17 January 2013

Experiments in outlining

I'm the type of writer who is variously known as a "discovery writer" or a "pantser." I get an idea, usually a beginning, middle, and end, then start writing.

This isn't necessarily bad for a short story, since it's much harder to write yourself into a corner in 5000 words than in 50,000 or more. It's a really bad plan for a novel, though. (I've learned this the hard way.)

So when I read the Writing Excuses transcript Brainstorming with Mary and the supplemental material, I thought I'd give that a shot, since it explains an actual process with examples. I'm not very good at learning without examples, so when someone says, "Outline your story!" I balk because I don't know how. All I remember is mandatory paper outlines for high school English.

Anyway. I'm writing a short story from an outline right now. It's maybe a little easier, since I already have guidelines for each scene, and I can still discover things while I'm writing. The first draft is kind of rough (duh), but this will mainly need tuning of the word choice and style kind, as opposed to fixing the plot. Probably. Which is a little different, and I like it.

After this, I guess it's time to outline a novel. I have one in mind, even.

14 January 2013

Book review: Behind the Curtain

I reviewed Behind the Curtain: Travels in Eastern European Football by Jonathan Wilson for Bundesliga Fanatic.

Have a read over there, if you're interested.

10 January 2013

Book review: Interfictions

Interfictions, edited by Delia Sherman and Theodora Goss, 2007, Interstitial Arts Foundation

What is interstitial fiction? The introduction by Heinz Insu Fenkl and the interview with the editors try to put a point on it, but the answer seems to be "I know it when I see it." It's about liminality, fuzzy borders, and being between things. Some stories are on the border between magical realism and fantasy; others are about characters who are liminal or liminal places.

My favorites in this collection were "Black Feather" by K. Tempest Bradford, "A Drop of Raspberry" by Csilla Kleinheincz, and "What We Know About the Lost Families of ---- House" by Christopher Barzak.

"Black Feather" reminded me a bit of Princess Tutu, because it seemed to be about fairy tales and changing the story that's been written.

"A Drop of Raspberry" was about a lake awakened by a man throwing himself in after his wife left him. The lake becomes human.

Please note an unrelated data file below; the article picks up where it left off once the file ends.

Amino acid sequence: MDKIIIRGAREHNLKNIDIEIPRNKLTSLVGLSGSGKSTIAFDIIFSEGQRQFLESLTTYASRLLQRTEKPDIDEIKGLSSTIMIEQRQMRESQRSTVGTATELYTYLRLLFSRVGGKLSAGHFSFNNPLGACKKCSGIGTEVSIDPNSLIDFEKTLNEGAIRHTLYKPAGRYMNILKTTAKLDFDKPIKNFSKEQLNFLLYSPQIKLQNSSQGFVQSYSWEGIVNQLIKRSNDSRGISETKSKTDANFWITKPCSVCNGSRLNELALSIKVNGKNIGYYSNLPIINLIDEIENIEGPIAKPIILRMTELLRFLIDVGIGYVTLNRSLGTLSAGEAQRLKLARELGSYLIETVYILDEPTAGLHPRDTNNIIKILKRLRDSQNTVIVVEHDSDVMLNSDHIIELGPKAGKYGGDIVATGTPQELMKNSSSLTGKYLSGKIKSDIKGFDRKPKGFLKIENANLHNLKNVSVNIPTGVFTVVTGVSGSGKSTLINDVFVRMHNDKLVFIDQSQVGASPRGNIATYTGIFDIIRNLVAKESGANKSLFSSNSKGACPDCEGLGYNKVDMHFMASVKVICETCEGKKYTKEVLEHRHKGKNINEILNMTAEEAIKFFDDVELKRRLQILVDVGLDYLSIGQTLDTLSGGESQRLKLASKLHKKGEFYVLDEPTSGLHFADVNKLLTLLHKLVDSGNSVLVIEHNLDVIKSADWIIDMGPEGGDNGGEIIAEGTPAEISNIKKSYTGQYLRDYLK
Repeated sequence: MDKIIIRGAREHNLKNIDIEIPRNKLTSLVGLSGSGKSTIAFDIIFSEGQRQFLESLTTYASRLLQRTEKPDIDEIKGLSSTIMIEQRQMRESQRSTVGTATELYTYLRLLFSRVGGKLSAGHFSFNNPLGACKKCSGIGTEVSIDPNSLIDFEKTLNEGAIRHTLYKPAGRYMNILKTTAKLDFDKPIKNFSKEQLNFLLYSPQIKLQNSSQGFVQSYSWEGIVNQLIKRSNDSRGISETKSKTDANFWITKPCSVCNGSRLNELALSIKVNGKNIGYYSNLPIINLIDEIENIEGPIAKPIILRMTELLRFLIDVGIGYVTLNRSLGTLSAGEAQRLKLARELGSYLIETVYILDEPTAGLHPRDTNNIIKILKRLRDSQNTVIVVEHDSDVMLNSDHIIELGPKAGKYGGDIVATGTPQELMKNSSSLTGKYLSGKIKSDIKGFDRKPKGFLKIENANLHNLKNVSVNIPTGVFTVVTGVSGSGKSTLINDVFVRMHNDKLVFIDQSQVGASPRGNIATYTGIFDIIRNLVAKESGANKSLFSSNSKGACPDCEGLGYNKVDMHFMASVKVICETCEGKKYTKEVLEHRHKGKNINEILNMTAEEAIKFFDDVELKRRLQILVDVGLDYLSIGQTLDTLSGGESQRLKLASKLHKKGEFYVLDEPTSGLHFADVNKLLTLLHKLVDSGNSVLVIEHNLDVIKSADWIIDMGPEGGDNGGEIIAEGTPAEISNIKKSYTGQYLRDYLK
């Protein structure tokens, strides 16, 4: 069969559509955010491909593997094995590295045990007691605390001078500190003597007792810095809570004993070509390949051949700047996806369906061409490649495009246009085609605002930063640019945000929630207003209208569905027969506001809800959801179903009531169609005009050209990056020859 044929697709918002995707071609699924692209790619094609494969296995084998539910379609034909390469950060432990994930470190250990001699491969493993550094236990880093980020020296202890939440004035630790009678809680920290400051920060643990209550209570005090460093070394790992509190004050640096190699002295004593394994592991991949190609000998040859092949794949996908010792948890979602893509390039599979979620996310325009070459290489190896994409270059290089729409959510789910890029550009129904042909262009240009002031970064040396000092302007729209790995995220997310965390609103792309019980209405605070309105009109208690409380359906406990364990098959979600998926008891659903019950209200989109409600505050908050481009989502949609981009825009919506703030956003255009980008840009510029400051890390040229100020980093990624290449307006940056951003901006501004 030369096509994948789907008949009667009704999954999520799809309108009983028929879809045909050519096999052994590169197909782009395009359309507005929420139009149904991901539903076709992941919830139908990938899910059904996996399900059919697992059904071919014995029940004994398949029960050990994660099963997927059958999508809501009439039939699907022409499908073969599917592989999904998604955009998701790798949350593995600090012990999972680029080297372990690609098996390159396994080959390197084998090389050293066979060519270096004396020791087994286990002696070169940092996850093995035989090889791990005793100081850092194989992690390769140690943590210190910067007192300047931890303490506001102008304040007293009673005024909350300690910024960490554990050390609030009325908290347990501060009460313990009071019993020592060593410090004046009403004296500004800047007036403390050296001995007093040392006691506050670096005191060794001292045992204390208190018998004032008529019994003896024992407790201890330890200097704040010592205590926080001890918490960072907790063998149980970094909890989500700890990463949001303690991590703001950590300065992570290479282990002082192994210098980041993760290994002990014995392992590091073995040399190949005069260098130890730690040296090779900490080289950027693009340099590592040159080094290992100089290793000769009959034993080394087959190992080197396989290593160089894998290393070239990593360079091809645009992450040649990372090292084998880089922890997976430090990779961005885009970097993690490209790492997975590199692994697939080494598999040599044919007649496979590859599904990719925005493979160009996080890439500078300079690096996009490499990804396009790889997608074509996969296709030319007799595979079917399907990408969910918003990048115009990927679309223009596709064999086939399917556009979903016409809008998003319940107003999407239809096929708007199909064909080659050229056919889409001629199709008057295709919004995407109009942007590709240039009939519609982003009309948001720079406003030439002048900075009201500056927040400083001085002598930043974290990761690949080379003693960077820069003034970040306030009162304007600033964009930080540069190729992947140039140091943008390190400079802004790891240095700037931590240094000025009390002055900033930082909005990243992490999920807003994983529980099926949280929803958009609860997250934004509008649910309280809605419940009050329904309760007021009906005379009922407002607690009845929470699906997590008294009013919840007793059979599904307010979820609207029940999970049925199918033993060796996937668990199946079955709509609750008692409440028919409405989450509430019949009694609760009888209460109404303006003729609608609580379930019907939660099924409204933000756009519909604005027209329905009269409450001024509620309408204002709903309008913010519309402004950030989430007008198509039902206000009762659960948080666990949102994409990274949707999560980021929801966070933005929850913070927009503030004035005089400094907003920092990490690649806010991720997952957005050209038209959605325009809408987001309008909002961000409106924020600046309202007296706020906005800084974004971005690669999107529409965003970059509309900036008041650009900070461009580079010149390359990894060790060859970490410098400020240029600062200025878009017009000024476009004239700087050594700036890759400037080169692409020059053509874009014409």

"The Lost Families" was a haunted house story, but it was a little more, too. The author's note at the end says it was inspired by his return to his hometown after a while away and realizing how he'd changed over time.

"Burning Beard" was also interesting, because it has Joseph (of the dreams) dreaming of Moses and the future of the Hebrew people and finding it terrifying.

Some of the stories weren't really my thing, and I thought some were a bit twee. I wish I'd liked "Emblemata" more than I did, because the idea--a lost/wandering god talks with a traveler in 1931 near the Buddhas of Bamiyan, now destroyed by the Afghan Taliban--appeals to me, but it's more a philosophical treatise than a story, which isn't my thing.

All in all, it's an interesting collection of stories, and I enjoyed reading it. I recommend it to anyone who wants to expand their reading horizons beyond the Usual Genre Stories.

03 January 2013

Book review: Captain Vorpatril's Alliance

Captain Vorpatril's Alliance, by Lois McMaster Bujold, 2012

I received a gratis review copy of this book from Baen.

Last year, I expressed a bit of worry about the long-awaited Ivan book. Thankfully, the things I worried about didn't (quite) come to pass, though it's still excessively heterocentric. Sigh.

The curtain opens on Ivan, on a trip to Komarr with his boss for routine military stuff. Byerly Vorrutyer pounds on his door with a plea for help: befriend a woman who's the target of kidnappers, so they can't nab her. Ivan agrees (grudgingly--he has a typical Hobbit's lust for adventure).

Tej is on the run from Jackson's Whole with her half-clone-sister (it's complicated) Rish, aka Lapis Lazuli. She's working in a shipping store to try to get some money so they can make it to their planned destination. Ivan comes in to have a hideous vase shipped back to Miles on Barrayar, as a pretense to meet her.

Things don't go quite as Ivan planned, and he ends up tied to a chair in the woman's living room. After a series of misunderstandings, and the local Komarran police charging Ivan with kidnapping and Tej with illegal immigration, Ivan offers a spur of the moment solution: temporary marriage. It protects him from the kidnapping charge and her from the immigration problem (as a Barrayaran dependent), and they can divorce when they get to Barrayar.

The first half of the book is almost a comedy of errors. The second half is a heist. It's great fun, and Ivan is quietly competent (he's no fool, he just wants to keep his head down and out of the line of fire). The romance is woven through both halves (naturally, they fall for each other for real).

It's great fun, and while it may not be my new favorite Vorkosiverse (that would be Memory), it's in strong contention with The Vor Game for number two. I read it again right after I finished it the first time, which I think is a new re-read record for me.

If you haven't read any other Vorkosiverse books, I think you could read this (though you'd get spoilers for Barrayar and Memory). There are some in-jokes and references you might not get, but there's a lot of explanation of how Barrayar works (in somewhat clearer detail than across the other 14 books, on occasion), because Tej is befuddled.

If you have read other Vorkosiverse books and enjoyed them, you'll enjoy this.